Not really. Today`s leading stories are about

    Gove
    Johnson
    Hunt

    all of whom are top Tories.
    You mean they are Tories, and at the top of their party. No other way could they be described as ‘top’.
  • PClipp said:

    PClipp said:

    Is there any particular reason why all the top Conservatives politicians of the major political parties seem to be in somebody`s pocket?

    Fixed for you.
    Not really. Today`s leading stories are about

    Gove
    Johnson
    Hunt

    all of whom are top Tories.
    You mean they are Tories, and at the top of their party. No other way could they be described as ‘top’.
    If three Secretaries of State, including one holder of a Great Office of State aren't top politicians then what are?

    If you mean you don't like them then that's neither here nor there. Even when I thought he was a ridiculous bananaman I still would have acknowledged David Miliband as one of the countries then top politicians.
  • Morris_DancerMorris_Dancer Posts: 39,452
    Good afternoon, everyone.

    F1: that was not a thrilling race. And the only reliability failure lost me a bet that was otherwise on to win.

    One or two interesting things to cover in the post-race ramble, though.
  • alex.alex. Posts: 2,591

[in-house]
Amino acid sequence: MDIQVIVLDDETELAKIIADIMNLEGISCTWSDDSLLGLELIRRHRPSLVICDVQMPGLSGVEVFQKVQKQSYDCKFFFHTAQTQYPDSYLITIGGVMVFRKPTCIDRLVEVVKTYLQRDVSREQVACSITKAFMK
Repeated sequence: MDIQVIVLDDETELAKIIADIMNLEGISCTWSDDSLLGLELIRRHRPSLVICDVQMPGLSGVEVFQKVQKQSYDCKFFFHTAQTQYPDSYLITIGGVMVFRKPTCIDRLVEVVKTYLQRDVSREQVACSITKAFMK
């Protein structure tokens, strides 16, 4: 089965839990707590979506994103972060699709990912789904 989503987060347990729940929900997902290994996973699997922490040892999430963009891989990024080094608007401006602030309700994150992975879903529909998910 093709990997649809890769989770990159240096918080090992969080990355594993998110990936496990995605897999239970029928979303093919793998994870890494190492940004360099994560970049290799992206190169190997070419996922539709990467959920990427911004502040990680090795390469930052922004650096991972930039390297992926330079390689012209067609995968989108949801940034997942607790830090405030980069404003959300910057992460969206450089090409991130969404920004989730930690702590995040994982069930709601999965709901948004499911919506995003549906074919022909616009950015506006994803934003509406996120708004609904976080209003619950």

Newspaper rules are that any Tory caught in scandal and/or dissenting from party line is automatically “Top” aren’t they?
  • OldKingColeOldKingCole Posts: 9,540

    PClipp said:

    PClipp said:

    Is there any particular reason why all the top Conservatives politicians of the major political parties seem to be in somebody`s pocket?

    Fixed for you.
    Not really. Today`s leading stories are about

    Gove
    Johnson
    Hunt

    all of whom are top Tories.
    You mean they are Tories, and at the top of their party. No other way could they be described as ‘top’.
    If three Secretaries of State, including one holder of a Great Office of State aren't top politicians then what are?

    If you mean you don't like them then that's neither here nor there. Even when I thought he was a ridiculous bananaman I still would have acknowledged David Miliband as one of the countries then top politicians.